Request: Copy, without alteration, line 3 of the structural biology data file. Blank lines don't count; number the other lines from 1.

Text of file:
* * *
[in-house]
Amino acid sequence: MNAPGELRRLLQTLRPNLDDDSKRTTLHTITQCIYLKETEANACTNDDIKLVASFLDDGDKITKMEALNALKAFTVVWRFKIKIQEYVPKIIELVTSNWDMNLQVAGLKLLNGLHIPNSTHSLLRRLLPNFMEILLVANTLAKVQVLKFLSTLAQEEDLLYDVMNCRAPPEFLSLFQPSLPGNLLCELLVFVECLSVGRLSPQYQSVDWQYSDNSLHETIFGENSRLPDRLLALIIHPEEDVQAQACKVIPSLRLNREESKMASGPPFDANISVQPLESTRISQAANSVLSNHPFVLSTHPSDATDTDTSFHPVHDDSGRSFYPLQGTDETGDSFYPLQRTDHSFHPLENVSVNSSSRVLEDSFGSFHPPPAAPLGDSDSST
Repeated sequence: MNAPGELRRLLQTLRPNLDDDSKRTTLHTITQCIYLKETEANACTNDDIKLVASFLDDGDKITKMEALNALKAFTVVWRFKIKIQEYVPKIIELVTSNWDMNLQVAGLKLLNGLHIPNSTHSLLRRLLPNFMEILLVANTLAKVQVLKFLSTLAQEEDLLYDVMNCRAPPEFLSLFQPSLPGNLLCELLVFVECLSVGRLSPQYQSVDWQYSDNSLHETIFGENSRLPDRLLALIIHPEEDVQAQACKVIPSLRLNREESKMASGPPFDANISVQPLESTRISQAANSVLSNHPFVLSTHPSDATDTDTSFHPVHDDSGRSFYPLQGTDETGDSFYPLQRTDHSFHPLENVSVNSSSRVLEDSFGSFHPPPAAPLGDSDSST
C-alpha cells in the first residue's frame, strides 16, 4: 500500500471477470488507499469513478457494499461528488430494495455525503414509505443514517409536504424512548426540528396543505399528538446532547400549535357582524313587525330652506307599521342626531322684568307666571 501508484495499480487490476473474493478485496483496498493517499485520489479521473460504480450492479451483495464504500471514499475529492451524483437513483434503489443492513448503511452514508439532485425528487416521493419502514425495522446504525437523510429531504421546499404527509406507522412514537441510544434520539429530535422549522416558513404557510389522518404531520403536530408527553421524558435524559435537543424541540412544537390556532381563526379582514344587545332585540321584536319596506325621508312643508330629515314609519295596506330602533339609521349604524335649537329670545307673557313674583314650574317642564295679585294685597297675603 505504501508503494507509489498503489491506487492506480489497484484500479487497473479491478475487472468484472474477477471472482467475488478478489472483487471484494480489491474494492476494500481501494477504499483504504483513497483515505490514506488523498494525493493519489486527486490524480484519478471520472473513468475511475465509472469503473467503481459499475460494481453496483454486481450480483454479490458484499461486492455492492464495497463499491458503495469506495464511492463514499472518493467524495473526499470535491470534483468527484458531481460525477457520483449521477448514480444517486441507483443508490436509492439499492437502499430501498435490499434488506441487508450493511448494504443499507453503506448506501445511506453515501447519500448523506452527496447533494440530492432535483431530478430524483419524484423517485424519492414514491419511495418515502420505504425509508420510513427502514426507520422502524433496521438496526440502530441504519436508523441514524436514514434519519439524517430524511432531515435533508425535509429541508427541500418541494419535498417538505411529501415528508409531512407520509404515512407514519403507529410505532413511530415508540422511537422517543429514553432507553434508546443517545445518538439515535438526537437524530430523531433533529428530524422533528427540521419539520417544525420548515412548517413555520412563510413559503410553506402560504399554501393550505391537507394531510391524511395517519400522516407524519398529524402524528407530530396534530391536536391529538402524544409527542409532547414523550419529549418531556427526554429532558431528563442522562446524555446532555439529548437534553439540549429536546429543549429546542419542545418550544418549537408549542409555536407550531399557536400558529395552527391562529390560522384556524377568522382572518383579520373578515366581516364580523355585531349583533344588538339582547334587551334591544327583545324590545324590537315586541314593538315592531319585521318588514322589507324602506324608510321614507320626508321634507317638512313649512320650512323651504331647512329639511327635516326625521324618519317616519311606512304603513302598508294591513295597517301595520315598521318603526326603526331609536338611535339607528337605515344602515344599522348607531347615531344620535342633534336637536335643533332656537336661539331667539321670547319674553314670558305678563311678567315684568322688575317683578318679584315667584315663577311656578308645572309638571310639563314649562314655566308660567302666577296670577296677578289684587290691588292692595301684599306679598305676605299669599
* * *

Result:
Repeated sequence: MNAPGELRRLLQTLRPNLDDDSKRTTLHTITQCIYLKETEANACTNDDIKLVASFLDDGDKITKMEALNALKAFTVVWRFKIKIQEYVPKIIELVTSNWDMNLQVAGLKLLNGLHIPNSTHSLLRRLLPNFMEILLVANTLAKVQVLKFLSTLAQEEDLLYDVMNCRAPPEFLSLFQPSLPGNLLCELLVFVECLSVGRLSPQYQSVDWQYSDNSLHETIFGENSRLPDRLLALIIHPEEDVQAQACKVIPSLRLNREESKMASGPPFDANISVQPLESTRISQAANSVLSNHPFVLSTHPSDATDTDTSFHPVHDDSGRSFYPLQGTDETGDSFYPLQRTDHSFHPLENVSVNSSSRVLEDSFGSFHPPPAAPLGDSDSST